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belongingness in the age of voldemort

By November 15, 2016April 28th, 2023writings

The first known use of the word “belonging” was in 1782 and spoke to an essential human need, both emotionally and physiologically, to be accepted in one’s environment, to be loved and to be able to give love. Belongingness is attributed to being one of the strongest desires in human nature simply because the lack of which produces detrimental consequences in individuals and groups on a variety of levels.

Like survival, the emotional need for belongingness is something we most often fight to have and keep. And, as with love, connection, and safety, belongingness is a part of the critical foundation on which well-being is built.
imagesAmerican psychologist, Abraham Maslow, developed the hierarchy of human needs, in which the third level is associated with love and belonging. While Maslow’s observation-based theories focused on “super humans” like Einstein are not without controversy, the work speaks both broadly and acutely to the understanding of modern sociological conditions. If we look at belongingness in a political lens, we may come to understand what led up to the election results of 2016 and what and where we may need to shift in addressing the anger, fear, and despair the majority of us are experiencing.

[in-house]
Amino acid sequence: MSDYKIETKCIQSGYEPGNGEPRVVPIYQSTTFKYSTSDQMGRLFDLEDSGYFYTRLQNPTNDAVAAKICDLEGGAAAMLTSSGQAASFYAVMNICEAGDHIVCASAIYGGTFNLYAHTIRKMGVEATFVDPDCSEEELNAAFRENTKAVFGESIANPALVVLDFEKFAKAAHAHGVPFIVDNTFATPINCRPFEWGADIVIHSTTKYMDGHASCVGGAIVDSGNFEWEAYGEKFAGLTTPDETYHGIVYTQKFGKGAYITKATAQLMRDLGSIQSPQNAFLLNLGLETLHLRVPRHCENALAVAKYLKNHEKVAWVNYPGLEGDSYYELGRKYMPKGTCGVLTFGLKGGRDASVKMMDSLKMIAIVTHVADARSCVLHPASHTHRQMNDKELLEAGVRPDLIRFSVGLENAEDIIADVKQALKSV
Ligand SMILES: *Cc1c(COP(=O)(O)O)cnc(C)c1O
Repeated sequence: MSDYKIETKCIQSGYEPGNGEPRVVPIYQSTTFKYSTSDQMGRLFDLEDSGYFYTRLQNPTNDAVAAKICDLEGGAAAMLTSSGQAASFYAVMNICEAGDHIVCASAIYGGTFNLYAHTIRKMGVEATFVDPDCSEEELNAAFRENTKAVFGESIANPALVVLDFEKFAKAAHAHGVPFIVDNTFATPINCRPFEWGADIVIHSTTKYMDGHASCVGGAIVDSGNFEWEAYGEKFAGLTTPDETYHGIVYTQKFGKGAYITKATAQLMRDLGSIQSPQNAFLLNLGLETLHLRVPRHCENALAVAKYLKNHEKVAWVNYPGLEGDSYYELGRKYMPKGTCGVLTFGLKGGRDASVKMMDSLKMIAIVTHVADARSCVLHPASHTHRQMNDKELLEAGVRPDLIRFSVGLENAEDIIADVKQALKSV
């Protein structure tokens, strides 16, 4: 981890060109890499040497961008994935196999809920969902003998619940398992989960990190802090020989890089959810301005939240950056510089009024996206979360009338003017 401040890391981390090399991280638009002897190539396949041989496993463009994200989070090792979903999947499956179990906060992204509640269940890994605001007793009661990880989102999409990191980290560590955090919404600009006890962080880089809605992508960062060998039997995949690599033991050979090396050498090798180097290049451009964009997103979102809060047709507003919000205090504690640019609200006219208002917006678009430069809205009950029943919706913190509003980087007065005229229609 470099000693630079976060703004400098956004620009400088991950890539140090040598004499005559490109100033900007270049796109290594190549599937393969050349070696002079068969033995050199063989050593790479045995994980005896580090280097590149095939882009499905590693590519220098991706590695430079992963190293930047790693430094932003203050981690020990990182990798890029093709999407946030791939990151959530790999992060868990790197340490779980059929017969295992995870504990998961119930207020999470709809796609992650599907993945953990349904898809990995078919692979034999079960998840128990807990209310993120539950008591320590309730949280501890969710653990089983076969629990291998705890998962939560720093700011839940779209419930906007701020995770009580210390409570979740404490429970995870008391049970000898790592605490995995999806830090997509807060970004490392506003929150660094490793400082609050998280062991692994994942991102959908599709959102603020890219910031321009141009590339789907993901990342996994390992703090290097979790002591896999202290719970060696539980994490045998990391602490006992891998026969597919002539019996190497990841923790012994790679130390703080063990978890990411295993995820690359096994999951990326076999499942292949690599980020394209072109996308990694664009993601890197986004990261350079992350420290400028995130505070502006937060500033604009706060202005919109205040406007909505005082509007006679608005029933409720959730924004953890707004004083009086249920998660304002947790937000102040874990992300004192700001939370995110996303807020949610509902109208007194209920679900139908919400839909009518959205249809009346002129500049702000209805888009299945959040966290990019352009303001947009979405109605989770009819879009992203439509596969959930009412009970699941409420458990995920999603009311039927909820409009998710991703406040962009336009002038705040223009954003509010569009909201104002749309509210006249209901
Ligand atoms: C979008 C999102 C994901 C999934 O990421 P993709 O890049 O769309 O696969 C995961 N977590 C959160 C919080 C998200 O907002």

To begin, I assume the following things in this discourse:

  • Like love, safety, and connection, the need for belongingness is essential to our survival;
  • When belongingness is taken or denied, we will fight to regain/establish it or we will give up our very lives rather than live without it
  • Belongingness is necessary for our well-being, the effects of which deeply impact our psychological, physiological, emotional, and spiritual states
  • There is a real connection between dis-ease and disease

Are social and political movements essentially about a deeper need to establish belongingness? Of course, the desires and purposes of our movements are multi-layered and difficult to simply reduce into one thing or another. However, if we view movements from the angle of human yearning, are we not fighting for belongingness, to feel and be a part of something beyond just ourselves?